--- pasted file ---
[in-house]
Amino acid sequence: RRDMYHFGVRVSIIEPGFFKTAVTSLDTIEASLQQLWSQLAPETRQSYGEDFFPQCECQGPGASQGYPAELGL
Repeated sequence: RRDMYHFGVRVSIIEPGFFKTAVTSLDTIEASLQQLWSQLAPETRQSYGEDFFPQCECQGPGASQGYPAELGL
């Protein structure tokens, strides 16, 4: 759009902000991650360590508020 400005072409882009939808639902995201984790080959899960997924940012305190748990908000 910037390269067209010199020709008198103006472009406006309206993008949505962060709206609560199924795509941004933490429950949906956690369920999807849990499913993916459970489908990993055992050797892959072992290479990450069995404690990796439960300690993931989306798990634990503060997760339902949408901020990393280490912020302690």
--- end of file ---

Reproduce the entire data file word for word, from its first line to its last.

[in-house]
Amino acid sequence: RRDMYHFGVRVSIIEPGFFKTAVTSLDTIEASLQQLWSQLAPETRQSYGEDFFPQCECQGPGASQGYPAELGL
Repeated sequence: RRDMYHFGVRVSIIEPGFFKTAVTSLDTIEASLQQLWSQLAPETRQSYGEDFFPQCECQGPGASQGYPAELGL
């Protein structure tokens, strides 16, 4: 759009902000991650360590508020 400005072409882009939808639902995201984790080959899960997924940012305190748990908000 910037390269067209010199020709008198103006472009406006309206993008949505962060709206609560199924795509941004933490429950949906956690369920999807849990499913993916459970489908990993055992050797892959072992290479990450069995404690990796439960300690993931989306798990634990503060997760339902949408901020990393280490912020302690």